During the sushi-making "show" we noticed something jump on the plate in front of us. The chef quickly darted out his hand to cover what turned out to be live prawns on the plate. One nearly succeeded in its escape as it jumped off the plate, but the chef caught it in time.  The chef then asked us if we preferred the preparation raw or medium-rare. Keith asked "Which way is best, chef?" to which chef answered, "Both!" So I said the heck with it and responded "Raw!" The chef smiled, then beheaded the shrimp and took their tail meat to make the ebi (sweet shrimp) nigiri that you see in the collage above.  Keith nudged me and whispered, "It's still twitching."  Eek!

To quote Tiny Urban Kitchen: "With my eyes closed, I quickly grabbed the sushi and stuffed the entire piece in my mouth. I chewed faster than I had ever chewed in entire my life, at the same time desperately trying to squash visions of "twitch twitch" in my mouth."  The raw shrimp was sweet, but left a weird film and mouth-feel.  I think I could have handled it better with some rice.

Later on, we were presented with the shrimp's head and tail that were saved and then deep fried.  I was more brave this time and popped the crunchy head in my mouth.  I was expecting odd textures or oozing elements, but instead it just was like a crispy shrimp cracker.

Midway through we were presented with our bowl of soup.  This was a break in the course, to allow us to digest a bit and give time for the next course to be ready.  The soup was a simple clear broth and had mushroom, carrots, and fishcake in it.  It was a little bland for me and so I barely touched it in order to leave more room for the rest of the stellar sushi.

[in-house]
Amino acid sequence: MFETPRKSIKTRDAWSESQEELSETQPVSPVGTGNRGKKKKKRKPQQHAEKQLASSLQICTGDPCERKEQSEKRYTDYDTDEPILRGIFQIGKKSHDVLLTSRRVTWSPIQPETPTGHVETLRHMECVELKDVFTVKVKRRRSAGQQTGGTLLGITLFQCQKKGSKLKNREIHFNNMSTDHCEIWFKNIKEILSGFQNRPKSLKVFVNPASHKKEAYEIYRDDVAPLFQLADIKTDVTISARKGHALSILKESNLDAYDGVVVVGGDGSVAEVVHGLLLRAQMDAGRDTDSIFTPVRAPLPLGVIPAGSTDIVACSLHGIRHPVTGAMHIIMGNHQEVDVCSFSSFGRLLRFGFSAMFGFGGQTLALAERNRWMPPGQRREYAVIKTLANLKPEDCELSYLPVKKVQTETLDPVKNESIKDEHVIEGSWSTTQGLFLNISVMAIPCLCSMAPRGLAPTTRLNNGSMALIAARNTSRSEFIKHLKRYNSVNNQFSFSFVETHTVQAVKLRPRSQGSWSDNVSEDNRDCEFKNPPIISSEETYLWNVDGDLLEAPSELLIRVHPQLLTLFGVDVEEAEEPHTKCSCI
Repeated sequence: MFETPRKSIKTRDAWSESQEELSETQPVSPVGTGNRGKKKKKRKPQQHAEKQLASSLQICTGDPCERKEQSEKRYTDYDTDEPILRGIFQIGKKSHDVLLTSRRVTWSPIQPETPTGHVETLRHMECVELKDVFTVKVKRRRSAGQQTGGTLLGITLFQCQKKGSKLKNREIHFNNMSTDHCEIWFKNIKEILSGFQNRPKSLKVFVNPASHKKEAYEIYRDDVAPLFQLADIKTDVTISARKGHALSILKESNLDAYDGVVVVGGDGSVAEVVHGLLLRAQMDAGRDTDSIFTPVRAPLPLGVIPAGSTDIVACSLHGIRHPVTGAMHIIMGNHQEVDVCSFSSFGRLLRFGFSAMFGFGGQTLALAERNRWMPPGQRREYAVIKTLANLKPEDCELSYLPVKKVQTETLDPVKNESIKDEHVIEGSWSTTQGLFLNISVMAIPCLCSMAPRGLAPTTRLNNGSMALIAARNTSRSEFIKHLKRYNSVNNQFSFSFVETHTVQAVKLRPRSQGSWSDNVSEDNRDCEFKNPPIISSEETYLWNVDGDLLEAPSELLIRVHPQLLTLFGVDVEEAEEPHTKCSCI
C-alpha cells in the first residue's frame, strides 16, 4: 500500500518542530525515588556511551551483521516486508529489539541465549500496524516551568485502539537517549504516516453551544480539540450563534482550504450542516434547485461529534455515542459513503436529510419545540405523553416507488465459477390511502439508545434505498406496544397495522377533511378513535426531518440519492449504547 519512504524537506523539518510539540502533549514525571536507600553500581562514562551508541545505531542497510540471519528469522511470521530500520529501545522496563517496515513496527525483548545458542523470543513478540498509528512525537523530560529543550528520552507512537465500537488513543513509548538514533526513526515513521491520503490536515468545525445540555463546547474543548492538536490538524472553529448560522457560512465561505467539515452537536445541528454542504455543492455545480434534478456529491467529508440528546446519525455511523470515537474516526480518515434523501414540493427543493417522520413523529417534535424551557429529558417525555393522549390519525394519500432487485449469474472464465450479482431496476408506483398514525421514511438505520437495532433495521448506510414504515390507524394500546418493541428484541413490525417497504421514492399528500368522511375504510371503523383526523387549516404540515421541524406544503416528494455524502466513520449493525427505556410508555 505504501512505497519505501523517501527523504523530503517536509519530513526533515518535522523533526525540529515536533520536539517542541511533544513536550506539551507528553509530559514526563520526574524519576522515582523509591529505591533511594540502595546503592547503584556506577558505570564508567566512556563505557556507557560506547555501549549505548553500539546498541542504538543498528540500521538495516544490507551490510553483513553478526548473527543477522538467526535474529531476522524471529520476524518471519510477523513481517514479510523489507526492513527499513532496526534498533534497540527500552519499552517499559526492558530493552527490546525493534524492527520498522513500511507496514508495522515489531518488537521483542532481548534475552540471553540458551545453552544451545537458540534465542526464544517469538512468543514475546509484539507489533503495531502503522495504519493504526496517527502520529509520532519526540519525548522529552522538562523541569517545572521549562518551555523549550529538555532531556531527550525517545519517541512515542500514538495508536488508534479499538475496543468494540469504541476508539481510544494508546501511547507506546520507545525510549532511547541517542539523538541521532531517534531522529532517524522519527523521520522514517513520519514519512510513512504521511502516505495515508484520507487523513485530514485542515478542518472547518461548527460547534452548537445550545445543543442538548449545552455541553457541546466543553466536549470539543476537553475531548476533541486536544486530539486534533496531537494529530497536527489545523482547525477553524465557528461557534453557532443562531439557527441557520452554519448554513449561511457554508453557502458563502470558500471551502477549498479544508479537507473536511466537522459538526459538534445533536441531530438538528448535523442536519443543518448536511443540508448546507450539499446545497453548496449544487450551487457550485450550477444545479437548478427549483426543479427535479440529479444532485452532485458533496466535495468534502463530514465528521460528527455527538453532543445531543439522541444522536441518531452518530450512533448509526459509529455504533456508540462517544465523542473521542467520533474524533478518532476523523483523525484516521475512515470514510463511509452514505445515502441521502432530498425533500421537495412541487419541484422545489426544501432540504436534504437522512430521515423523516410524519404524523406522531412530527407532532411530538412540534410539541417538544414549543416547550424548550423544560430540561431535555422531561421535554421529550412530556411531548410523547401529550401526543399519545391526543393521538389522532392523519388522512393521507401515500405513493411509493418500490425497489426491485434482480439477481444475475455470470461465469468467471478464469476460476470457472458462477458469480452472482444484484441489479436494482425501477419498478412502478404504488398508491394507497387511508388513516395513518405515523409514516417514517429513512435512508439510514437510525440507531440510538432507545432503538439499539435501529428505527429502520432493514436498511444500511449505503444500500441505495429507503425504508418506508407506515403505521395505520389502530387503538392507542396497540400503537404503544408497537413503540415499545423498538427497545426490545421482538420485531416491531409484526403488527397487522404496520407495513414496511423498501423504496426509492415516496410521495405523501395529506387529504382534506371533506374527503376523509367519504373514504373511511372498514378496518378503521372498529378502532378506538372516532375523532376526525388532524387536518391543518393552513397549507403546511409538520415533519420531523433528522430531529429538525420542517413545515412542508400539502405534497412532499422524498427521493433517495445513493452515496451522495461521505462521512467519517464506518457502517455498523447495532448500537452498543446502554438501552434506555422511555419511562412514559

As a segue, I nibbled on more of the fish bones and Keith was presented with eel liver, as this is "best for men's health."  The chef refused to give me any ("For men only!," he quipped) and I did not mind, as they looked strange and Keith said the flavor was very strong and unappealing.


Soon after, we were presented with anago (salt water eel) that was grilled and marinated in a teriyaki-type sauce.  I enjoyed this heartier warm part of the meal.


After all the nigiri pieces, we had a small set of sushi rolls featuring pickled radish, toromaki (tuna belly roll), cucumber, and pickled plum.  For each piece, we also noticed that the rice is served actually a bit warm and slightly vinegared - the same as the rice in the earlier nigiri pieces.  Each grain was visible and perfectly cooked.


As a "dessert" we were given our last pieces of sushi - the tamago (sweet omelette).  Keith had become quite fond of this treat during our travels in Tokyo.  I was stuffed and could only eat one piece, so he was happy to finish off the rest of mine.


I thought that was the end of our meal, but the chef quickly pulled out some daikon & shiso (radish & sesame seed leaf) to make us a palate cleanser before we left.  I snapped a final picture of the chef at work making this little sandwich for us.  It was crunchy and refreshing. I quite enjoyed it - and was surprised how it did seem to naturally clean my mouth.

I agree with the Tiny Urban Kitchen who commented: "In the end, so much of the omakase experience is your interactions with the sushi chef. Many sushi chefs in Japan hardly speak a word of English, and will only take reservations in Japanese. Even if the food is amazing, you miss out on half the value of an omakase if you can't talk to the chef at all about the food you are eating. Kyubey is one of the best choices for a foreigner to enjoy a true omakase experience. Even if you don't get a chance to try every new exotic sushi preparation, you will have an incredibly fun, informative, and awe-inspiring meal."  There was no doubt that this was the most incredible sushi we have ever had in our entire life. Overall, we had an incredible meal at Kyubey. You get almost personal service from a very experienced sushi chef (they all have to train 12 years before they can come out and make sushi for customers!) and the food is unbelievable.

Total Rating: 4.78
Food: 5, Price: 4, Service: 5, Ambience: 5, Accessibility: 4.5
What Micky Eats...